I have briefly "tested' my 7mm plus barlow x2 on jupiter through moderate cloud for about 15minutes. This was Sunday when it got delivered, Wednesday night here now and not stopped raining since.

 

That would 341x the max I will be going to. what should I expect in good seeing if the colimation is out by a significant amount. would I see less contrast and sharpness maybe?

 

also mirror pinching, I wonder can that happen through bad collimation? I dont really understand exactly how a mirror is pinched.



#8 BlueTrane2028

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Posted 27 October 2021 - 08:01 AM

In the attached photo, you can see that the mirror is held to the cell with three clips.

This arrangement, though the implementation is slightly different from one manufacturer to another, is fairly standard among Newtonians.

There's a line between the mirror being too loose and too tight.  If it's too loose it can move around on you and will never be collimated  If it's too tight and the mirror gets pinched, it'll hurt the telescope's performance, often dramatically.

So, if you suspect your mirror is pinched, loosen the clips slightly and try again.

Attached Thumbnails

  • Newtonian Mirror Cell.jpg

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#9 RodgerDodger008

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Posted 27 October 2021 - 08:07 AM

In the attached photo, you can see that the mirror is held to the cell with three clips.

This arrangement, though the implementation is slightly different from one manufacturer to another, is fairly standard among Newtonians.

There's a line between the mirror being too loose and too tight.  If it's too loose it can move around on you and will never be collimated  If it's too tight and the mirror gets pinched, it'll hurt the telescope's performance, often dramatically.

So, if you suspect your mirror is pinched, loosen the clips slightly and try again.

thanks for the pics and explanation, very clear!

 

ok so on the bottom of the primary i have 3 screws that touch the mirror, I know from the instructions these are the ones to adjust when doing colimation. the other three screws hold it in place I think. 

 

so when you saying loosen the clips is it by turning those colimation screws?

 

also if a mirror did get pinched does it damage it or do you just correct the issue by loosening the clips?



#10 BlueTrane2028

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Posted 27 October 2021 - 08:16 AM

The screws on the bottom do not touch the mirror itself, they touch the metal piece that the mirror is attached to.  The pinch would've happened from whoever last installed the mirror into the telescope.  That could have been the factory if it's never been taken apart since, or a past owner/you when need arose for the mirror to be cleaned.


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#11 RodgerDodger008

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Posted 27 October 2021 - 08:54 AM

The screws on the bottom do not touch the mirror itself, they touch the metal piece that the mirror is attached to.  The pinch would've happened from whoever last installed the mirror into the telescope.  That could have been the factory if it's never been taken apart since, or a past owner/you when need arose for the mirror to be cleaned.

ok thanks, yea my views are very good so thankfully no issues like that and not planning on cleaning the primary for a long time so should be good.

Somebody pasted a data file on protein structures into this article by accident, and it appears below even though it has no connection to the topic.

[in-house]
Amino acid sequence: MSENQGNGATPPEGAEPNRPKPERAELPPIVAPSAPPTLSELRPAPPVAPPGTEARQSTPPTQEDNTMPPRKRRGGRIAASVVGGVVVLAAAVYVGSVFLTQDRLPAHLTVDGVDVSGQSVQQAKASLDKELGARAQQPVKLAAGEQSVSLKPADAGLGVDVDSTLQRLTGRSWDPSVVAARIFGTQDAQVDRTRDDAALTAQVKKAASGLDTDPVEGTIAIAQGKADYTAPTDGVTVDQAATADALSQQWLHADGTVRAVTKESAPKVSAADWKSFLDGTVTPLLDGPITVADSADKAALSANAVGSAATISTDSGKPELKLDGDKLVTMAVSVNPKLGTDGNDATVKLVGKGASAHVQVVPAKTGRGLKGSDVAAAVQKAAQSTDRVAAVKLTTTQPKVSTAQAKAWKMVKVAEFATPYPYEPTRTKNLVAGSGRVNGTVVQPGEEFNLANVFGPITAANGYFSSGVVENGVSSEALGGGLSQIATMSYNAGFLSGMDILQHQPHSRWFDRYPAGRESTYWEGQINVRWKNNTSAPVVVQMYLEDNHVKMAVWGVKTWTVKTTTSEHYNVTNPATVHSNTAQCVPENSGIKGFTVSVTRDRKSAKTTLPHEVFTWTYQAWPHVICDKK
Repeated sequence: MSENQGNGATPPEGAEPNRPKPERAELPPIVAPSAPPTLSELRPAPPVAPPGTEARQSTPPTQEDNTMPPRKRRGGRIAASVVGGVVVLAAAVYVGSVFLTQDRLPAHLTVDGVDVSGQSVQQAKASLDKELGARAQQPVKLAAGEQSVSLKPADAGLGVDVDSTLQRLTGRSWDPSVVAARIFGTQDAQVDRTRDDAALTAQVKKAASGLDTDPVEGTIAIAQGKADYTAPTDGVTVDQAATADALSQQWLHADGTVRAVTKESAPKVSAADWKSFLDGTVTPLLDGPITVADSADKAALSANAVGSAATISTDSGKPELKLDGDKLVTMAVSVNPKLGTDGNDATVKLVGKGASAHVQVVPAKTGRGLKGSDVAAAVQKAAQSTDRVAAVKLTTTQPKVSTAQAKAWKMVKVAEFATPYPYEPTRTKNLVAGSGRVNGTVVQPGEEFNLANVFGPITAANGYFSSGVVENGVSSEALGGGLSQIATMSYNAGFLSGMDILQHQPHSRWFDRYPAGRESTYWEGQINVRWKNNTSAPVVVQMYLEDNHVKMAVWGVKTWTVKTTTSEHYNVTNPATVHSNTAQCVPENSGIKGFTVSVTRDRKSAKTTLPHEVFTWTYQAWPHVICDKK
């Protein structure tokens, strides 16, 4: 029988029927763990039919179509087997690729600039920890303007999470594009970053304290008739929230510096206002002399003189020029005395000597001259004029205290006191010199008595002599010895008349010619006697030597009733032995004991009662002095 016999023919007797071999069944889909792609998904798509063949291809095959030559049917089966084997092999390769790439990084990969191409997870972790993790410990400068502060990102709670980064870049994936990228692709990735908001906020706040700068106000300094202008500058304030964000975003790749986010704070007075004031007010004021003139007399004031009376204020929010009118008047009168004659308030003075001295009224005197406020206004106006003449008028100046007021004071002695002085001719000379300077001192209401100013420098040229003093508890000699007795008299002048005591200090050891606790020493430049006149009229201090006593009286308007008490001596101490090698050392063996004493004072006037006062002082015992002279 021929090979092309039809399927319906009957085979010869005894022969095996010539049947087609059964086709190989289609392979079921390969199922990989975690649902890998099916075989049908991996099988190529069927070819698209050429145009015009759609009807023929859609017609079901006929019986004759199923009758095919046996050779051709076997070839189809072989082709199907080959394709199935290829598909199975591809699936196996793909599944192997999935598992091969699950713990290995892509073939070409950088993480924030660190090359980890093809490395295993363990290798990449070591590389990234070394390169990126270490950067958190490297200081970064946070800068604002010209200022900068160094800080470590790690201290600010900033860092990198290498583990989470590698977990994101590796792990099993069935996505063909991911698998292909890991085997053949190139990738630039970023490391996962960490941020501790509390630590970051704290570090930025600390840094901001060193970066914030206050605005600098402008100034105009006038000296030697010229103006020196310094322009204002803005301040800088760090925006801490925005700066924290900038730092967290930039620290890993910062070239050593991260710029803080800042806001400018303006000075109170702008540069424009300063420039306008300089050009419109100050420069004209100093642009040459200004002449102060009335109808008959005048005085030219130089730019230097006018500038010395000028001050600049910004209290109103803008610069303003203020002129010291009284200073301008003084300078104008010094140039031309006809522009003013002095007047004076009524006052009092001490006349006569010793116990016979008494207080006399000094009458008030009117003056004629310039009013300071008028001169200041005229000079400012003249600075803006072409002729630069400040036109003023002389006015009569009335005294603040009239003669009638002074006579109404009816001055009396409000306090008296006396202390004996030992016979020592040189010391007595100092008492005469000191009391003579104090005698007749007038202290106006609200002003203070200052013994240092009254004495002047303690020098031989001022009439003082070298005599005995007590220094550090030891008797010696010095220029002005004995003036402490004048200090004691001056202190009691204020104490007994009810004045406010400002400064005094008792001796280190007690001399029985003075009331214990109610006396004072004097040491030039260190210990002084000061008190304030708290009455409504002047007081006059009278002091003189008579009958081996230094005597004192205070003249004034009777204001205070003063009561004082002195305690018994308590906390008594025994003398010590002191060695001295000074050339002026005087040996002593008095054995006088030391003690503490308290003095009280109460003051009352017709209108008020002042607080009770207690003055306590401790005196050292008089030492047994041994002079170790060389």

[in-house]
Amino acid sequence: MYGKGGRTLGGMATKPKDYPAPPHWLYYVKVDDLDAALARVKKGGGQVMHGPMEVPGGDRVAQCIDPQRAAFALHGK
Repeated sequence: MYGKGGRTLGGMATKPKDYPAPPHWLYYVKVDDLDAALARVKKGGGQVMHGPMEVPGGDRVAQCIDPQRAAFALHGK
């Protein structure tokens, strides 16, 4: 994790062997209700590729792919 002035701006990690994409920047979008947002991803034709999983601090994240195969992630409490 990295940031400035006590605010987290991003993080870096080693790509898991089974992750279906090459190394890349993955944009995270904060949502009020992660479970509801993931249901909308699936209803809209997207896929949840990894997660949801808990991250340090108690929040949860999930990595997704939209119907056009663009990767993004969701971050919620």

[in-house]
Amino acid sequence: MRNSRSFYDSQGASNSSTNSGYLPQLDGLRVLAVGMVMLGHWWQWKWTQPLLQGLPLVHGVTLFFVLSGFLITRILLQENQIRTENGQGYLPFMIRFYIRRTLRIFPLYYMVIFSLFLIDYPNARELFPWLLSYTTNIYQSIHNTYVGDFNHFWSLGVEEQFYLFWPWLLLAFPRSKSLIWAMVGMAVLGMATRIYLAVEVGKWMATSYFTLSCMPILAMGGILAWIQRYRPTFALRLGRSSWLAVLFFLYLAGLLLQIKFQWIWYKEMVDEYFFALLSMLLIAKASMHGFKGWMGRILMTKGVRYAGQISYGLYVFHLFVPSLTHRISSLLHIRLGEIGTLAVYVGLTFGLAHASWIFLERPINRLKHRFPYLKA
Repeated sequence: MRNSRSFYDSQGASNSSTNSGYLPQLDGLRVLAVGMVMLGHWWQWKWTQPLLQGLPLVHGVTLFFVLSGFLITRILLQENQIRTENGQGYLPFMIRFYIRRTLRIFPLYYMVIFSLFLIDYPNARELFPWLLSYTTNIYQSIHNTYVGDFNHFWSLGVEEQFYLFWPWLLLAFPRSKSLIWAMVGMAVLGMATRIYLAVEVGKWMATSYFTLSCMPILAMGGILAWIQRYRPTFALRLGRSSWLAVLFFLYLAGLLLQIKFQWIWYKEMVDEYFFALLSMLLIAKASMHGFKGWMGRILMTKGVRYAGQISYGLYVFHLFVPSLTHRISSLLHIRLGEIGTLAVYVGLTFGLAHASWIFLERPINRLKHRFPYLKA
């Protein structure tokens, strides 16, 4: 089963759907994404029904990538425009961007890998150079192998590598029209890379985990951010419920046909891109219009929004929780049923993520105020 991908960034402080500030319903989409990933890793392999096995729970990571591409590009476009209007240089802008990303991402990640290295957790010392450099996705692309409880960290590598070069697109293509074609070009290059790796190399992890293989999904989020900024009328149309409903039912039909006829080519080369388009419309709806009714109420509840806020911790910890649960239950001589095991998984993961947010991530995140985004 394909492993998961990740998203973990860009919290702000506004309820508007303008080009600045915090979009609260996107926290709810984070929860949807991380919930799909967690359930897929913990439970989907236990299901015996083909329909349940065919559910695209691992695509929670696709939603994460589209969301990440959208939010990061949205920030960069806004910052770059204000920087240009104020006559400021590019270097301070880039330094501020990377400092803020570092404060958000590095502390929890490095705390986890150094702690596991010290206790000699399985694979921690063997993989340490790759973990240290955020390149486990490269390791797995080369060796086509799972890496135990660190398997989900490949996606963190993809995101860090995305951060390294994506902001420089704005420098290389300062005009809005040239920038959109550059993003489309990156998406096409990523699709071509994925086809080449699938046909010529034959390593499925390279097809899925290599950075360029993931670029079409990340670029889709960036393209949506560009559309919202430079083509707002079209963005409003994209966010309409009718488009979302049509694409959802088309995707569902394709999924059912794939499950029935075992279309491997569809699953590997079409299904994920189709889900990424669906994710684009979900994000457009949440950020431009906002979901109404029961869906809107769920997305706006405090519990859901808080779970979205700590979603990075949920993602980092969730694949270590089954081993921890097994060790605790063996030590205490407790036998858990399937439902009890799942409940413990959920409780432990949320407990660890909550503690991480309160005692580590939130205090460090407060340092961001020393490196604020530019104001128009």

good to know I can't pinch the mirror by doing colimation wrong.



#12 SteveG

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Posted 27 October 2021 - 12:39 PM

At the moment it is a short distance from the spare bedroom to the back garden. Saying that I am thinking my next purchase should be either a collimation eyepiece or a laser. 

 

Laser sounds easier tbh but maybe a collimation eyepiece is more reliable? what do you think?

 

Only if you purchase a quality laser. The cheap LaserMate non-barlowed lasers are pretty useless if you have a 2” focuser.

 

I recommend a combo tool, which is often called a collimating eyepiece and sometimes Cheshire. It has a 3 tools in one, a site tube for secondary centering, cross hairs for focuser axis, and a Cheshire for your primary. I prefer a collimating cap for the primary, or a true Cheshire (expensive).

 

Here is a good combo tool:

https://www.svbony.c...ating-eyepiece/


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#13 SteveG

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Posted 27 October 2021 - 12:40 PM

Thanks very much for the advice on looking at the centre ring, will pay attention to that closely next time these clouds clear.

One thing not often mentioned, when doing a star test, the star needs to be centered in the fov.


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#14 LDW47

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Posted 27 October 2021 - 12:51 PM

I had 2 SW 8" dobs and a SW 6" dob for years, they were transported by 4x4 and then 14mi by boat, back and forth  Never had a problem with collimation but then again they never got sharply banged around  My collimator sat around gathering dust  Most dobs of 8" or less are known to require very little collimation unless as I say they get banged around not just moved around the way they should be   PS  And the views on a clear, dark nite were awesome, always


Edited by LDW47, 27 October 2021 - 12:54 PM.

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#15 LDW47

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Posted 27 October 2021 - 12:52 PM

Collimating unnecessarily could make it worse, its been known ..........


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#16 Vic Menard

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Posted 27 October 2021 - 01:11 PM

...so far I have gone to 240x with the 10mm eyepiece and Barlow x2.

If you're getting good/sharp planetary views at 240X (detail in Jupiter's equatorial belts (festoons, barges, etc.), or surface detail on Saturn's disk), I wouldn't worry about your collimation. 


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#17 belliott4488

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Posted 27 October 2021 - 03:29 PM